STOCKTON (CBS13) – It’s hard to come across anyone with an unkind word to say about Chris Stevens, the ambassador killed during an attack at the U.S. consulate in Libya on Tuesday.

He grew up in Davis and the Bay Area, and while friends here are undoubtedly saddened by his death, they’re also the first to tell you that Chris Stevens knew the risks and was more than willing to take them.

There’s no doubt Ambassador Stevens held an important position in Libya, but it was his role as best man and lifelong friend that Paul Feist will remember most.

“He’d always stop by here either on his way to the Bay Area or back and we’d cook him a nice meal here on the patio,” the Stockton resident said Wednesday.

The two went to high school together in the Bay Area and even then Feist says Stevens, 52, had a calling for public service.

“He developed an affinity for the region during his time in the Peace Corps in Morocco,” he said.

The last time Paul would see his friend was during a send-off to the position that would ultimately end in his death.

“It was right before he was leaving to be sworn in by Secretary Hillary Clinton,” he said. “She had requested she personally swear him in. He was so respected by both sides of the aisle. We just gathered and hoisted a glass to him and prayed for his safe return.”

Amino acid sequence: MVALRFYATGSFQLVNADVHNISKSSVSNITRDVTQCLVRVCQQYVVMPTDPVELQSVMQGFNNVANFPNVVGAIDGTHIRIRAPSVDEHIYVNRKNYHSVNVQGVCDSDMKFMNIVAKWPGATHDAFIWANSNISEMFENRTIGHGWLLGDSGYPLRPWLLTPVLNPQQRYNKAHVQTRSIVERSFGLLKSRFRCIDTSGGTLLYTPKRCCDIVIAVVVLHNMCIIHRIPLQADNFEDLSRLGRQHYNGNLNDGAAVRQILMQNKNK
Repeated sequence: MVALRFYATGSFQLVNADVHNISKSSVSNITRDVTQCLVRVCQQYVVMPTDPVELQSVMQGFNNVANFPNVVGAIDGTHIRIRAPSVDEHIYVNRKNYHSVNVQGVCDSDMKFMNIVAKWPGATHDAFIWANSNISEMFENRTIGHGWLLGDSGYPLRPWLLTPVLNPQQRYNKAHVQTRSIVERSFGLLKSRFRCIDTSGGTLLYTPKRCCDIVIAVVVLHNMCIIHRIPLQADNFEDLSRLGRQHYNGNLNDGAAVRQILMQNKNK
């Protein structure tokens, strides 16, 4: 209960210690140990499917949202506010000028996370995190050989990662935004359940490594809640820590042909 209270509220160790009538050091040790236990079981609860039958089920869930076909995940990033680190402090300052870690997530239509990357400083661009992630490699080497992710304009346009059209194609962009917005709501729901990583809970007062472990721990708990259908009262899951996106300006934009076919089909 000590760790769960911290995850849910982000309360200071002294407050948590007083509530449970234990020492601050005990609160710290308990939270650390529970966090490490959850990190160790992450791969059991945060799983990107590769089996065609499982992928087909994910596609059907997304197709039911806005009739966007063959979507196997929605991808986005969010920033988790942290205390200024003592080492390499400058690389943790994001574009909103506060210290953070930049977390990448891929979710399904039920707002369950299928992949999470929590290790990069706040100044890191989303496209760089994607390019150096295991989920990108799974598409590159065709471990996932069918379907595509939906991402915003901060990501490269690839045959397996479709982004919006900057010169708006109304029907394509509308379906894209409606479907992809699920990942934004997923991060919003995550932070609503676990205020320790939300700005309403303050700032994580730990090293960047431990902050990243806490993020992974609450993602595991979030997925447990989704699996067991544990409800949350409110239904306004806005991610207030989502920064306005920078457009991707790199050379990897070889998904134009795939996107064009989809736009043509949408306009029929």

But Wednesday, friends learned the man many described as dedicated and devoted to the Middle East had died there, a victim of the violence he tried to end for 20 years.

John Natsoulas grew up across the street from Stevens in Davis. They attended elementary and middle school together.

“I just think he knew with all his experience, he could make a difference,” he said.

John recalled simpler times together.

“For us a big deal, we’d call it the good life, was to ride our bikes to Fluffy Donuts at the mall,” he said.

Natsoulas says the ambassador knew his job was dangerous but considered his Middle East mission more important than his life.

“He was all over the Middle East. ‘Why are your going to all these places, Chris?'” he said he’d ask his friend.

“This is where it’s happening, this is where I can make a difference,” was Stevens’ response.


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